Dive Flap Test
 

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Col. BEN KELSEY's TAILLESS P-38 FIGHTER LIES UPSIDE DOWN ON A CALABASAS HILLSIDE APRIL 9, 1943
On 9 April 1943, the modified P-38G was flown by Col. Benjamin S. Kelsey, Chief of the U.S. Army Fighter Branch at Wright Field, Ohio. Kelsey took off from Burbank in the afternoon, intending to deploy the dive flap after reaching critical speed. He climbed to 35,000 feet over the San Fernando Valley, heading west. At about 1:08 p.m., near Calabasas, Kelsey nosed over into a steep dive. As the aircraft's nose began to tuck under, he pulled on the dive flap handle. Nothing happened. Kelsey pulled harder until the handle suddenly broke. Desperately, he applied full rudder and aileron simultaneously. At this point, the tail disintegrated, and the P-38 entered an inverted spin.

Kelsey unlatched his harness, and forced his shoulders against the canopy. One wing snapped off, and Kelsey was suddenly catapulted out of the cockpit. His parachute opened almost immediately, and Kelsey was nearly hit by the falling outer wing panel. The aircraft impacted inverted on a hillside northwest of Calabasas. The pilot landed several hundred feet away, breaking his right ankle and bruising his lower lip. He received first aid treatment from L.B. Fletcher and Henry G. Miller at the nearby Motion Picture Guild.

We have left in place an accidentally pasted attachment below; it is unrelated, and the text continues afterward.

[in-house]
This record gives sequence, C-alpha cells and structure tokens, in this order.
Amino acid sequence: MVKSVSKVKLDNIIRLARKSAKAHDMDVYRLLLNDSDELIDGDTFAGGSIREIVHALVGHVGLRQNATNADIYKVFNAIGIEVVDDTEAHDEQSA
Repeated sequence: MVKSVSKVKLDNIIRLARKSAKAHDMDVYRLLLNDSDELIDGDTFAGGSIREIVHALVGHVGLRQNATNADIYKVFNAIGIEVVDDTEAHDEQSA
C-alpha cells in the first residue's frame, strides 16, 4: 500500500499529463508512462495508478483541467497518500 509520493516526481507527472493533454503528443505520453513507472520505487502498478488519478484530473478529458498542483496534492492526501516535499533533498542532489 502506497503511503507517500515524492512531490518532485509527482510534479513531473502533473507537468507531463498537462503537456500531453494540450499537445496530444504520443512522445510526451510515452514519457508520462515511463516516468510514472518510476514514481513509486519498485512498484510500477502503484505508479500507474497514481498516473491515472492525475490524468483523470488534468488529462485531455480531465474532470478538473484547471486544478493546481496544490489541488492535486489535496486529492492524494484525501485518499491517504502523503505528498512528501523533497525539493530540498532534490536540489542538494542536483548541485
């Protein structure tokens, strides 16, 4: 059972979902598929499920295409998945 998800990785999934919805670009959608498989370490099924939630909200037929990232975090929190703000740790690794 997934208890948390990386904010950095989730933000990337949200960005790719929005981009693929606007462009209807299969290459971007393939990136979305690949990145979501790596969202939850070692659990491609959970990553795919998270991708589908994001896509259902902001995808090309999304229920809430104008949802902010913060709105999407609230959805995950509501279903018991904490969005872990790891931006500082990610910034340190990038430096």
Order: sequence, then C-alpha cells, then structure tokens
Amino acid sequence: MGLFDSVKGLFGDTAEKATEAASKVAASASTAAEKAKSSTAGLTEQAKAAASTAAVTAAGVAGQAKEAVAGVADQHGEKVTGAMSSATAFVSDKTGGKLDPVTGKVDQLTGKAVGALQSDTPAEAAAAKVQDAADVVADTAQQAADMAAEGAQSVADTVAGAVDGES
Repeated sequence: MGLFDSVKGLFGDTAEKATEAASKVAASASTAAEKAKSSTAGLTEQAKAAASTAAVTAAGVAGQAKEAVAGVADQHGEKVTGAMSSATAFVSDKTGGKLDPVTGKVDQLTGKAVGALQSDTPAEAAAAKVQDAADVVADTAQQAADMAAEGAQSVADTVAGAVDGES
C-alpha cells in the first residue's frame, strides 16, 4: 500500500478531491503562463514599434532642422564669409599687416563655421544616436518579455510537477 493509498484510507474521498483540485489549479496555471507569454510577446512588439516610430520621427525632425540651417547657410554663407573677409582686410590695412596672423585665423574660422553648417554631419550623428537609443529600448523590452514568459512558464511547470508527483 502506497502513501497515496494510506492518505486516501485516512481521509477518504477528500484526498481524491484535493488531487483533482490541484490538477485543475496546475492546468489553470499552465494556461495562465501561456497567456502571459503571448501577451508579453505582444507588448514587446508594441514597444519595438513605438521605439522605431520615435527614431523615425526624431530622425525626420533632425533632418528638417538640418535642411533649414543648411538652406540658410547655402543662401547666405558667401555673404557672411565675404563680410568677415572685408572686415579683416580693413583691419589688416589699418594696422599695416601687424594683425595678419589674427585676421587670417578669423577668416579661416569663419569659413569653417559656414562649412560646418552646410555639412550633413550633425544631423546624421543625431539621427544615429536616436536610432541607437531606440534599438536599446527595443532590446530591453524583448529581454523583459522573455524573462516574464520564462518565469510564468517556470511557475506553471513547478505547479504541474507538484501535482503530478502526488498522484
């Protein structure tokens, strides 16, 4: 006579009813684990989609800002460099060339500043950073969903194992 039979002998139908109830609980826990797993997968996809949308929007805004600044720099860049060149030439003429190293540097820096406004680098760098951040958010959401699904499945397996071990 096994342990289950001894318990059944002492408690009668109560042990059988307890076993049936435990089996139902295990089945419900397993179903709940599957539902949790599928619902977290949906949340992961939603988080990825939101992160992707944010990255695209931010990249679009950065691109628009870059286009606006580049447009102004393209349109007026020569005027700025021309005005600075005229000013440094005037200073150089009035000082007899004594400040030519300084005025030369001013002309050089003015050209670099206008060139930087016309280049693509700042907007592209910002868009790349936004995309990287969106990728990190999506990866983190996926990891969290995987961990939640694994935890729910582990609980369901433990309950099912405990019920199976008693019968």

At 1:30 p.m., a small fire resulting from the crash was extinguished by three pumper trucks from the Malibu Forestry Headquarters. Lockheed Chief Engineer Clarence L. "Kelly" Johnson took charge of the crash site at about 3:00 p.m., and Kelsey was transported to Los Angeles Hospital by Lockheed ambulance.

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